About: The Hidden Barn Small Batch is produced at the Neeley Family Distillery (DSP-KY-20039) Sparta, KY, with a 70% Corn, 20% Rye, 10% Malted Barley mash bill. The Small Batch is fermented for five days using wild-caught Kentucky yeast and Northern Kentucky aquifer water. It is then double pot distilled and collected at 127 proof. The distillate is then matured in a two-year seasoned American white oak barrel and filled at 110 proof using only a Sediment filter.
Fermentation: The sweet mash process makes for better bourbon, but is a painstaking process that requires significantly more time and effort because it produces more bacteria that must be killed off between processes. Cleaning is time consuming and requires more steam, but the flavor it imparts is worth it. We only use a mash once. Rather than pumping the spent mash and grains of the fermentation back into a second distillation, we partner with neighboring cattle farms who use our spent mash for feed. This makes for very happy cows, and good neighbors. If you’re ever in Sparta, Kentucky, stop by to get a good smell of the sweet mash as it is fermenting. We would love to share a pour or cocktail with you!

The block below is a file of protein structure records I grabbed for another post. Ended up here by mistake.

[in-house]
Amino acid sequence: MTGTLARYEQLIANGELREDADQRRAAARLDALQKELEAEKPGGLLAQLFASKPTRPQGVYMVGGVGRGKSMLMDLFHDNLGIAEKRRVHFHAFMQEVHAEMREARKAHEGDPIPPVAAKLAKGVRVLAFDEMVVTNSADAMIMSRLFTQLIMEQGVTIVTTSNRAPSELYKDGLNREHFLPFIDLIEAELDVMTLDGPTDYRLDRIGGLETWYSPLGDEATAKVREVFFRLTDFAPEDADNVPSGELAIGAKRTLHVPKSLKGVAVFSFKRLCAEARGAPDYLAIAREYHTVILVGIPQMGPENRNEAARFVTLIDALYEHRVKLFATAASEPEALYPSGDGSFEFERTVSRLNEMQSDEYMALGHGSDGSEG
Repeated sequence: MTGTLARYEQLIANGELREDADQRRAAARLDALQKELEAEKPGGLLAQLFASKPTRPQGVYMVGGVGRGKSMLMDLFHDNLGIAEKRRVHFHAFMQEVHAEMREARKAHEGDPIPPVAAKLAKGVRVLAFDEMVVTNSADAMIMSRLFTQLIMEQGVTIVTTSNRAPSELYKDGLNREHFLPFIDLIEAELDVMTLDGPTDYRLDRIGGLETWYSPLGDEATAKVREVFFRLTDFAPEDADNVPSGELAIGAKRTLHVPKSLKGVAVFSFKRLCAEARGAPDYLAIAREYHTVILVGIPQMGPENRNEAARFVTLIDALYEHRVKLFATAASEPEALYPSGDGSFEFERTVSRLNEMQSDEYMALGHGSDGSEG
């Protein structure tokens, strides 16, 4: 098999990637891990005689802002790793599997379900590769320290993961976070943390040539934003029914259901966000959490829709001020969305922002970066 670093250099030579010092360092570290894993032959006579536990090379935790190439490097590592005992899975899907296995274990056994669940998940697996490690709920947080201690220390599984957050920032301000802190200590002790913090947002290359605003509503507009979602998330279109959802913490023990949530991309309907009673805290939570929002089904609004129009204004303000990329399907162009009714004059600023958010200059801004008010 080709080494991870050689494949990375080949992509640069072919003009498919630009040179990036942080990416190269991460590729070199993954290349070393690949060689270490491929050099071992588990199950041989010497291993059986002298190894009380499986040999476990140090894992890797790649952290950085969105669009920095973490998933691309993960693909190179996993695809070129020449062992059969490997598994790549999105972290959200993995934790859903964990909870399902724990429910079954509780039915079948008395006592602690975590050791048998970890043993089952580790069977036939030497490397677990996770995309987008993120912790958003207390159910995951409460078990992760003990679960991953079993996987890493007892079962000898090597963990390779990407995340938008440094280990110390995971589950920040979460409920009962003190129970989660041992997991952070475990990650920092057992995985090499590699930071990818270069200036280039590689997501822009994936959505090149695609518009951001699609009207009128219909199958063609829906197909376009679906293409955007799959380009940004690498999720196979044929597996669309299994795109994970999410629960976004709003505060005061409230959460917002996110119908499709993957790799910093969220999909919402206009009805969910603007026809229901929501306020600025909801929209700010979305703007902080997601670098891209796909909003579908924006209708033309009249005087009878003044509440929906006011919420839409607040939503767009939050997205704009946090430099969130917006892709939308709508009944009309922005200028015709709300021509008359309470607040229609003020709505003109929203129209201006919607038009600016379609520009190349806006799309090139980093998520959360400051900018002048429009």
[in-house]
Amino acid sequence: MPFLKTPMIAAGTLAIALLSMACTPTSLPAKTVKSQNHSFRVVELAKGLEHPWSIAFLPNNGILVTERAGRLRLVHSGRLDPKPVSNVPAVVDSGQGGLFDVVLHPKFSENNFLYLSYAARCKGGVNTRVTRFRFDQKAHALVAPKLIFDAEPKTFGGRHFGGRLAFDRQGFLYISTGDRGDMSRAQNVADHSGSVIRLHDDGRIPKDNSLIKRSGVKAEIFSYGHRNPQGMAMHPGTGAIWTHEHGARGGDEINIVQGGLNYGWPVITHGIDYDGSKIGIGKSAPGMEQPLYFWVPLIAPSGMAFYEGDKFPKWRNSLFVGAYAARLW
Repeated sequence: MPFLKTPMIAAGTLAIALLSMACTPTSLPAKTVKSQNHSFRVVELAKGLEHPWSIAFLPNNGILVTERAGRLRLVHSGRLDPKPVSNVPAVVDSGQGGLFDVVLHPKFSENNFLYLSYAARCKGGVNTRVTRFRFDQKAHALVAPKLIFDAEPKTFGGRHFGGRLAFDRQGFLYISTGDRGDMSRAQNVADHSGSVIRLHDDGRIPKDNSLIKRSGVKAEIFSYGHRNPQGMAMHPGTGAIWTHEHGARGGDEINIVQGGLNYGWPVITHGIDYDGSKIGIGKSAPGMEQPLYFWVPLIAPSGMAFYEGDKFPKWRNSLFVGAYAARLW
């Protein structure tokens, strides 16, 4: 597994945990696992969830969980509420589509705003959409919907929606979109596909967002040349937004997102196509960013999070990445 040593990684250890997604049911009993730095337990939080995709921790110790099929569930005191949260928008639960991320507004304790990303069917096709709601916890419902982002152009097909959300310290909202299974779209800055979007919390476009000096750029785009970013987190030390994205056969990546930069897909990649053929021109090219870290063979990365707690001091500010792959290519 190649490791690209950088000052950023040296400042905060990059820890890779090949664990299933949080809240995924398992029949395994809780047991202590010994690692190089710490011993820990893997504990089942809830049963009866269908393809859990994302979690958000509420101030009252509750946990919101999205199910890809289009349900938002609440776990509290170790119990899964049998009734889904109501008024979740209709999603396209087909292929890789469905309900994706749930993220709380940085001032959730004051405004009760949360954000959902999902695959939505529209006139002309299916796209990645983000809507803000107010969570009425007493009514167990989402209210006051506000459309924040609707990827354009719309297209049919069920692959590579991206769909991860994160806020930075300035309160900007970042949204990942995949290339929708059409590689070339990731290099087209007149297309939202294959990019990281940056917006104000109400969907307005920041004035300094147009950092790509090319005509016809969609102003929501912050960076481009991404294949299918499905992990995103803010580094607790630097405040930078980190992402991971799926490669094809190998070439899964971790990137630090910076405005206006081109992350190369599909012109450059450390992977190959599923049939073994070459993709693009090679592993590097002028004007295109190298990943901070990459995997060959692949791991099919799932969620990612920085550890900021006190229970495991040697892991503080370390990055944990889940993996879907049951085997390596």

Distillation: With every run of the still, the “head” and the “tail” must be cut to ensure only the best, purest distillate makes it to the barrel. Nosing and tasting the distillate throughout the process is the only way to know when you've hit “the heart of the run,” where the bourbon is the best it can be. Like all the best parts of whiskey making, it’s more art than science, and the end product reflects our Master Distiller's distinctive palette. It's a job he will leave to no one else, meaning he's personally finding the heart in every single batch of Hidden Barn.
Barrels: Hidden Barn's barrels take the long view. While most distillers age their staves for six months, ours cure for a full two years. This process, though costly and time consuming, pays off by removing bitter, astringent tannins from the whiskey. Our slow heat toasting draws flavors forward and transfers them into the whiskey as it matures, giving the liquid its warm amber color and distinctive taste